A tasty Simchat Torah
The Jewish Internet with Mark Mietkiewicz
Special To The Dayton Jewish Observer
Passover has matzah. Purim has hamantashen. Even Shavuot has blintzes. But what about Shemini Atzeret and Simchat Torah? No special foods may spring to mind.
The seventh and final day of Sukkot is called Hoshana Rabbah, which comes 10 days after Yom Kippur and shares some traditions with the Day of Atonement (http://bit.ly/simchat1). The cantor wears white and chants prayers using Yom Kippur tunes. And in honor of both holidays, we eat kreplach, triangular pockets of dough with meat or other stuffing.
Actually we eat kreplach in honor of three holidays: on Purim, too. All these days share a common theme: personal or collective survival. On Yom Kippur we are judged. On Hoshana Rabbah the judgment that was rendered on Yom Kippur is “sealed.” And on Purim, the existence of the entire Jewish people was threatened, and we eventually triumphed (http://bit.ly/simchat2).
As to why we eat kreplach, the Nishmas site suggests that judgment, symbolized by meat, is clothed in kindness, symbolized by the dough (http://bit.ly/simchat3). Now that you know why, you can take your pick of 13 kreplach recipes in the Jewish Food Archives including bite-sized meat, chicken liver, and cheese (http://bit.ly/simchat4).
When Hoshana Rabbah ends, we turn to Shemini Atzeret and Simchat Torah when we complete and then restart the annual cycle of reading the Torah. The URJ’s Jewish Parent Page says you can learn a lovely lesson while baking a Simchat Torah Challah with dough shaped like the Hebrew letters lamed and bet.
“The last word in Deuteronomy is Yisrael and the first word in Genesis is Bereshit. If you take the final letter of Yisrael, the lamed, and the first letter of Bereshit, the bet, and put them together they spels leib in Yiddish and lev in Hebrew, which means heart. The midrash tells us that the Torah is the lev, the heart of the Jewish people (http://bit.ly/simchat5).”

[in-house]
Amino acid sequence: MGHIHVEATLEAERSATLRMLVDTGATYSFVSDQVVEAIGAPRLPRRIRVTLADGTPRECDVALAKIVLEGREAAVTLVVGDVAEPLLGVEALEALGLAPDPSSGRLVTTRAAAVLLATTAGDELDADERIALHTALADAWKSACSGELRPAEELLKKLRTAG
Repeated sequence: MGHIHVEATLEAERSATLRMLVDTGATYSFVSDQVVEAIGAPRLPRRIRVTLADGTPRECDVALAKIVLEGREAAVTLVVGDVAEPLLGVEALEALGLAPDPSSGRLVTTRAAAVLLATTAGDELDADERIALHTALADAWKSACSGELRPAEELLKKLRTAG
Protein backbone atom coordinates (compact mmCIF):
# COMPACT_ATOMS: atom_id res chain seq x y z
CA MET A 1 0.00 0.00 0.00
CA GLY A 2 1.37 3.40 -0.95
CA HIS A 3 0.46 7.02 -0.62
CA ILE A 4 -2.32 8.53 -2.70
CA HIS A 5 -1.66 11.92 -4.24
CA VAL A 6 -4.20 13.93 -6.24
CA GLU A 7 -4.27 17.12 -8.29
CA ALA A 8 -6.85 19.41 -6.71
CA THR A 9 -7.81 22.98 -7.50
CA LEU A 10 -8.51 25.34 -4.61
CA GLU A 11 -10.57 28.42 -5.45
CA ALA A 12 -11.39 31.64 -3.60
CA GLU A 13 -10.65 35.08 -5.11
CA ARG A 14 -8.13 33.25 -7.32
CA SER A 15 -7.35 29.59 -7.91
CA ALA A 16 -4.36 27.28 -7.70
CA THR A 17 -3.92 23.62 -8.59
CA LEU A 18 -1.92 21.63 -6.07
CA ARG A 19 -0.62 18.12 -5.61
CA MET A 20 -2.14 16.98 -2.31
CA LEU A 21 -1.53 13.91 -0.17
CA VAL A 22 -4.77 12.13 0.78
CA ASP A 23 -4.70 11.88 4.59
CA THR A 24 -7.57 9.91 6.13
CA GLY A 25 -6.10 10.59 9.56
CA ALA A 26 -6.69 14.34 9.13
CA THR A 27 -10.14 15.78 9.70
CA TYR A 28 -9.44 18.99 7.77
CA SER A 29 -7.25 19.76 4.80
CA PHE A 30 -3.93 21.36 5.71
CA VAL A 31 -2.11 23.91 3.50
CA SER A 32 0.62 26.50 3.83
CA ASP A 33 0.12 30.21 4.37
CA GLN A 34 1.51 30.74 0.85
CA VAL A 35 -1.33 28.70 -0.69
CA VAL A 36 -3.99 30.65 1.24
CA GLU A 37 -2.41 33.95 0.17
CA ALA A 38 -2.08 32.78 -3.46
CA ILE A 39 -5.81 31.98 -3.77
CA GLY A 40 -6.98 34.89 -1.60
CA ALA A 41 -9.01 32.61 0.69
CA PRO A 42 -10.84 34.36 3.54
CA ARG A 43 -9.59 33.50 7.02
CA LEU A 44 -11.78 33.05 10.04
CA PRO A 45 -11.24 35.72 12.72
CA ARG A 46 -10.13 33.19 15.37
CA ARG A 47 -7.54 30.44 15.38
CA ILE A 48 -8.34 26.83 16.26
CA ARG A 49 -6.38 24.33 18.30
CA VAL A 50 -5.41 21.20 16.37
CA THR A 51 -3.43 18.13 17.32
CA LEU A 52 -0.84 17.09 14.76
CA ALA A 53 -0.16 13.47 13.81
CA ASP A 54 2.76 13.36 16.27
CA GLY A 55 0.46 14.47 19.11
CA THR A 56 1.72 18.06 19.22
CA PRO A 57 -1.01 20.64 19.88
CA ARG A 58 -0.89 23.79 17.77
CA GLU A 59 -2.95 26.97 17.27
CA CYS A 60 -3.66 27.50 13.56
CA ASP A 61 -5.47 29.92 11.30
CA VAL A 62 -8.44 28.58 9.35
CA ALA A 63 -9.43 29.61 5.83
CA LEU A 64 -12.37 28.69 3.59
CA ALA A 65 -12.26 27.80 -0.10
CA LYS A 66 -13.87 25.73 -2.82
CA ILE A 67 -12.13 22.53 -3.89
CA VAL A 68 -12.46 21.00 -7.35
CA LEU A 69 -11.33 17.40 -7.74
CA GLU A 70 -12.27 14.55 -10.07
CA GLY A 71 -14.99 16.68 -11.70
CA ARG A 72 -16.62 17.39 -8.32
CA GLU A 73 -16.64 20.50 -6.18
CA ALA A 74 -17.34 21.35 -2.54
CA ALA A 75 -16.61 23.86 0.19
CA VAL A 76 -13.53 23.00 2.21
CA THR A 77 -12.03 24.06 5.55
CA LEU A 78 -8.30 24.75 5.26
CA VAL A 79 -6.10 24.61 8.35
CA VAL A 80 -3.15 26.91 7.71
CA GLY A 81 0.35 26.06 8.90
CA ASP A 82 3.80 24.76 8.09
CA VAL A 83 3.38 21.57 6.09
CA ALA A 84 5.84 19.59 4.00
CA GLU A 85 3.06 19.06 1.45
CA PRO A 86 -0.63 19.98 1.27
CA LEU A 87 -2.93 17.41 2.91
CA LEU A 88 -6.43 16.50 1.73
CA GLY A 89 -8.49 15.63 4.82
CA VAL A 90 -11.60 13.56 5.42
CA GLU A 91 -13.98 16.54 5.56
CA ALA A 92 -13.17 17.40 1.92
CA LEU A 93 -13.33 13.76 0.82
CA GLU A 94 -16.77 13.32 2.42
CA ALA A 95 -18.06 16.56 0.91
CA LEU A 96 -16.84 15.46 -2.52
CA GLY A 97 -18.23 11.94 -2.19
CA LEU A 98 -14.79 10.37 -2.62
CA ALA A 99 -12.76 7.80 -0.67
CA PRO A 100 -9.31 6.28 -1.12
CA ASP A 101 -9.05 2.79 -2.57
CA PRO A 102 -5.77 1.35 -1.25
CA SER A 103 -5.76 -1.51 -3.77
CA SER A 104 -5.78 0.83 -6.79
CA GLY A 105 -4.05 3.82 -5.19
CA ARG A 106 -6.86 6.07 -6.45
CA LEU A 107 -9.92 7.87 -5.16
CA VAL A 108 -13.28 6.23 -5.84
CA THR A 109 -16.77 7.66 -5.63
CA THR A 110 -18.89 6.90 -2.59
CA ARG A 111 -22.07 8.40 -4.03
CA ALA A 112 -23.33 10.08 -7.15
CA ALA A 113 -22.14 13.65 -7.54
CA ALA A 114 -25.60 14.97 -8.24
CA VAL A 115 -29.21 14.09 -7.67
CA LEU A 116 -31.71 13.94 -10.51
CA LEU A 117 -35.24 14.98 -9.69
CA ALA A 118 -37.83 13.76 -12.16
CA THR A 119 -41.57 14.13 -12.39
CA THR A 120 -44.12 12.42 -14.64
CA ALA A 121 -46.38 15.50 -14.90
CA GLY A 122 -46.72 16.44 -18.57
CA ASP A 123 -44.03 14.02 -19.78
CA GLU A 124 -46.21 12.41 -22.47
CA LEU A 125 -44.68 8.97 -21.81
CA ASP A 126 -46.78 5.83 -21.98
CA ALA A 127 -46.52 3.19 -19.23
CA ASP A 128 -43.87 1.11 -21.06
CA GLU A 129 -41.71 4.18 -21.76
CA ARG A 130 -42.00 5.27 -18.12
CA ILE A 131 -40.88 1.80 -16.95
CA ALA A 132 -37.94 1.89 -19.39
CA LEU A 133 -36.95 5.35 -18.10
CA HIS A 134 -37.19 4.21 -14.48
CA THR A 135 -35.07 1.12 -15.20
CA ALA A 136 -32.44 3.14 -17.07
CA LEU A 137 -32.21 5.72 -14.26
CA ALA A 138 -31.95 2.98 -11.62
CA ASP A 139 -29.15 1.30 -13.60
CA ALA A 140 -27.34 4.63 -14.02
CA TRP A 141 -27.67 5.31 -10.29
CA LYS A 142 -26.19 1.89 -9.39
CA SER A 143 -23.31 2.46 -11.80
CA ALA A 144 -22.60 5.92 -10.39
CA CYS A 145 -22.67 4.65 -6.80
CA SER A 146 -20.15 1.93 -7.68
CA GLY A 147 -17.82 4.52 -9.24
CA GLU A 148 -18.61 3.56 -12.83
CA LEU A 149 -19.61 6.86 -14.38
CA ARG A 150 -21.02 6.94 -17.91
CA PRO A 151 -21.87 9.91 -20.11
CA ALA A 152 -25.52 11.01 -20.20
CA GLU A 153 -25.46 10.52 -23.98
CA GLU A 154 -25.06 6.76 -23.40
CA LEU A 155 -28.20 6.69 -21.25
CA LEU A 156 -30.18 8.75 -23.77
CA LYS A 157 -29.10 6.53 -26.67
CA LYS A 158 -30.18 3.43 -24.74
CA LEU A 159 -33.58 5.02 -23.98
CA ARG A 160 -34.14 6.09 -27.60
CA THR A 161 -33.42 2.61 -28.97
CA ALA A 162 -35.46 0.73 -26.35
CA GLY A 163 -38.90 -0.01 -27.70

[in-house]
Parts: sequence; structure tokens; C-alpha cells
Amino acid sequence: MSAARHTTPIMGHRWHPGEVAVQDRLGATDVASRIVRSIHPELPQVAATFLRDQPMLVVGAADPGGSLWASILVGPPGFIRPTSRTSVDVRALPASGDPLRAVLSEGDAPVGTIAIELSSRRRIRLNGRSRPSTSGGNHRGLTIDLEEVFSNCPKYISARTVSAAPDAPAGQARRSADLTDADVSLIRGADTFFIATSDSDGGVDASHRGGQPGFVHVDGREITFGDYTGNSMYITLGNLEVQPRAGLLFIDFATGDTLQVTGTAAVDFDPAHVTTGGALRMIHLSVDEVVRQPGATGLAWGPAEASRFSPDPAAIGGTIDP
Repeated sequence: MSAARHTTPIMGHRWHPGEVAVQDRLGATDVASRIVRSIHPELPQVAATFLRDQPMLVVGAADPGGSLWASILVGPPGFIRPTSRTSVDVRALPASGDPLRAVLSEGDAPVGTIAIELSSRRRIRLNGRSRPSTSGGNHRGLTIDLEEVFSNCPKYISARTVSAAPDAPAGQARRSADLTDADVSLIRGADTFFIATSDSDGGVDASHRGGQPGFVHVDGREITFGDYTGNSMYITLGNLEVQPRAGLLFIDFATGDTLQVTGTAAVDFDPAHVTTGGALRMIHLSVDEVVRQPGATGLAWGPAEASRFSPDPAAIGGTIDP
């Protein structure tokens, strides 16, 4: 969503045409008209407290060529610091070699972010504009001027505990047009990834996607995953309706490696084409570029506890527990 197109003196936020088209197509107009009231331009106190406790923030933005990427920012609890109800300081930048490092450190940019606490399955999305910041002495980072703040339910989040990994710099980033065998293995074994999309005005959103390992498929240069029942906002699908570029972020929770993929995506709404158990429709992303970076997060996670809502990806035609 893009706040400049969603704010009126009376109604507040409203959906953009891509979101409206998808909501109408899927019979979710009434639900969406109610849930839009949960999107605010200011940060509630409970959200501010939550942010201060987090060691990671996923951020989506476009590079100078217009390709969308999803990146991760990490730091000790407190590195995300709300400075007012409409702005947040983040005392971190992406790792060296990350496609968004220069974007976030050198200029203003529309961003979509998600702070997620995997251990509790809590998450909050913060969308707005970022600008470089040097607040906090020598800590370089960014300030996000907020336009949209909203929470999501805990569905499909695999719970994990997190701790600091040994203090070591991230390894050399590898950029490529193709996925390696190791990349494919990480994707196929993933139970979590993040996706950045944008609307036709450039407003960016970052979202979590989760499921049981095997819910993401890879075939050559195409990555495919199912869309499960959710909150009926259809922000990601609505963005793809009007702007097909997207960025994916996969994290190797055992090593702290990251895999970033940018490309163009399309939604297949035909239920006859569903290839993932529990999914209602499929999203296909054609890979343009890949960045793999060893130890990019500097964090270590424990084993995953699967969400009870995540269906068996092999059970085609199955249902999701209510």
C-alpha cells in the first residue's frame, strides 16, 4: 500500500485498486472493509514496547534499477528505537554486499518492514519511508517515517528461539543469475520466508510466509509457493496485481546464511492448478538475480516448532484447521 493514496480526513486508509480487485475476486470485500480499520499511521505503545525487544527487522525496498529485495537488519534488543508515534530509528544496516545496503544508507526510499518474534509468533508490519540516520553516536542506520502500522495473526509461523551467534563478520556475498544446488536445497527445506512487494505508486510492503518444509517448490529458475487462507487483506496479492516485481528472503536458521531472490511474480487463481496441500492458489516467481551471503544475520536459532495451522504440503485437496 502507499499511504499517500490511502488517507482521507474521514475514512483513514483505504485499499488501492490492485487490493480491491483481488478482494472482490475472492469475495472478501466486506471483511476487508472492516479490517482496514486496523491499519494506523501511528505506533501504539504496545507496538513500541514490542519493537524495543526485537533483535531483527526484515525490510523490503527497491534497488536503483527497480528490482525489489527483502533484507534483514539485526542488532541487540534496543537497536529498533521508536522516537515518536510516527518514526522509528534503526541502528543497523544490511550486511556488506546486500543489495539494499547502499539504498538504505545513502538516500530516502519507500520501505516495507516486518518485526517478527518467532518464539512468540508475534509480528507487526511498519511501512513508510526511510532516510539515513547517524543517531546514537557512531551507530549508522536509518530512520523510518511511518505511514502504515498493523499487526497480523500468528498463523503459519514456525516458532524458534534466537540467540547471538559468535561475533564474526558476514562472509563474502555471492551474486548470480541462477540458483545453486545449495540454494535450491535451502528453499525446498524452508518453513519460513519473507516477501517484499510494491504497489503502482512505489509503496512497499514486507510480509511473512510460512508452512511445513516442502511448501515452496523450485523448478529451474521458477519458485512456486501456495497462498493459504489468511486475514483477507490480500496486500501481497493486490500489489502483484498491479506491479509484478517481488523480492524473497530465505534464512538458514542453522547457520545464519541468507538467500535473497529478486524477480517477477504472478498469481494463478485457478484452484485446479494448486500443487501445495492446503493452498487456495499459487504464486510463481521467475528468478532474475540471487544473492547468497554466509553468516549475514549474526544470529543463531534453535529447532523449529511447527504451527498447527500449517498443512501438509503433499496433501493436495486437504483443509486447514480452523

Or how about enjoying Penny Eisenberg’s Orange Crepe Scrolls? “Place two crepes right next to each other on each plate, so that they look like Torah scrolls. Stick the slivers of orange rind into the top and bottom of each roll to look like the Torah poles.” Enjoy them with Grilled Spiced Citrus Chicken Kebabs and Biscotchos, Sephardic Crunchy Orange Almond Cookies (http://bit.ly/simchat6).
Still hungry? There’s Honey-Orange Chicken, Susie Fishbein’s Moussaka, Basic Stuffed Cabbage as well as Unstuffed Cabbage where you can “get that great taste without all the work (http://bit.ly/simchat7).”
Joni Schockett says that Simchat Torah is a joyous holiday particularly for kids: a time to sing, dance and even call children up to the Torah. “This special aliyah recognizes and honors our children who are the embodiment of our hopes and our continuity.”
Schockett feels that this is a perfect time to prepare some delicious treats which parents and kids can work on together. On the Schockett menu: Best Ever Chicken Fingers, Carrot Raisin Pineapple and Almond Salad and Jumbo Apple Raisin Spice Cookies (http://bit.ly/simchat9).
Second only to Purim, Jews have been known to raise a glass or two on Simchat Torah to celebrate (responsibly, please) our never-ending relationship with the Torah.
While some may opt for schnapps, vodka or perhaps a single malt, Tamar Fox suggests some nice Jewish cocktails to enliven the holiday: The Ashkenazi: fill a glass with ice. Float one part vanilla milk, one part coffee liqueur, one part vodka. The Sephardi: an Ashkenazi with a little chocolate mixed in. And the oh-so-exotic sounding “Manischevetini”: 2 oz. vodka, 1/2 oz. orange juice, 1/2 oz. Manischewitz. Combine all ingredients in a cocktail shaker, shake well; serve. Garnish with an orange twist if desired (http://bit.ly/simchat8).
Mark Mietkiewicz may be reached at firstname.lastname@example.org.